Tag Archives: photoshop

Things 65: Trololo, Animation Analysis, Numerical Keyboards

(Originally sent March 2010, maybe)

What sort of old TV clip would spawn a dedicated site whose main purpose is simply to play it on loop? (Sound is essential)

I did a bit of analysis on the data that went into Disney’s decision to give up on 2D animation, including the correlation between how good a film is and how much money it makes:

Bad guy to henchman:

“Don’t you know what a rhetorical question is?!”

(From Leroy and Stitch)

Why do the numbers on phone keypads read left to right and down (so 1, 2, 3 are in the top row) whereas calculators and keyboards run the numbers left to right but upwards (with 1,2,3 in the bottom row)?

I think we’re just scratching the surface with the kind of art Photoshop helps us create.

Things 64: Videoshop, Censorship, Shirky on Newspapers

(Originally sent February 2010, maybe)

The use of Photoshop to ‘enhance’ imagery of models is now well-known. I suspect the more sophisticated use of similar tools in videos is much less well-known.

Bonus video
This seems to be everyone’s favourite ad right now:

While walking somewhere on a route that takes you past a lot of cars, you have a great opportunity to memorise something that involves numbers/letters by using each numberplate as a quick test.

1) Numerical position of letter in the alphabet (A=1, Z=26, etc)

Come up with ways to remember each number/letter pair (e.g. 15 = O, think tennis), then try to come up with the numbers corresponding to each letter on the number plates you pass. This can come in handy when you need to come up with a PIN, or when you want to read a secret message in a movie (the majority of which seem to use this basic code).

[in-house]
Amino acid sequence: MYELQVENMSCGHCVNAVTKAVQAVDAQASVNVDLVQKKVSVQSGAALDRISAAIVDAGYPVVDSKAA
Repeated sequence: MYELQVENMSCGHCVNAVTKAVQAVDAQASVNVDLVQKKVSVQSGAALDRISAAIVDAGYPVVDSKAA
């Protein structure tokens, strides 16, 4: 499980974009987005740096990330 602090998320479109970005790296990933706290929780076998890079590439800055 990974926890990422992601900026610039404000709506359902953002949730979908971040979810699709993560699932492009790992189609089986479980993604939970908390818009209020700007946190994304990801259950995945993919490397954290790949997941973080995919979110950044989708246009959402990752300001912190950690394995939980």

2) Phonetic Alphabet / Morse Code / Semaphore / any other alphabet mapping

This one requires preparation. Print or write down the key, then try to learn it as you walk while testing yourself on each numberplate you pass.

This is a fun way to pass time walking (for people that find the same things fun as I do).

The puzzle is this: What other things could you teach yourself while walking somewhere?


Much has been written about the Newspapers vs Internet battle, but this (now year-old) article by Clay Shirky is the best I have read. Pretty much every paragraph contains a powerful, succinct insight into a complex aspect of the situation.

Some choice quotes:

“When a 14 year old kid can blow up your business in his spare time, not because he hates you but because he loves you, then you got a problem.”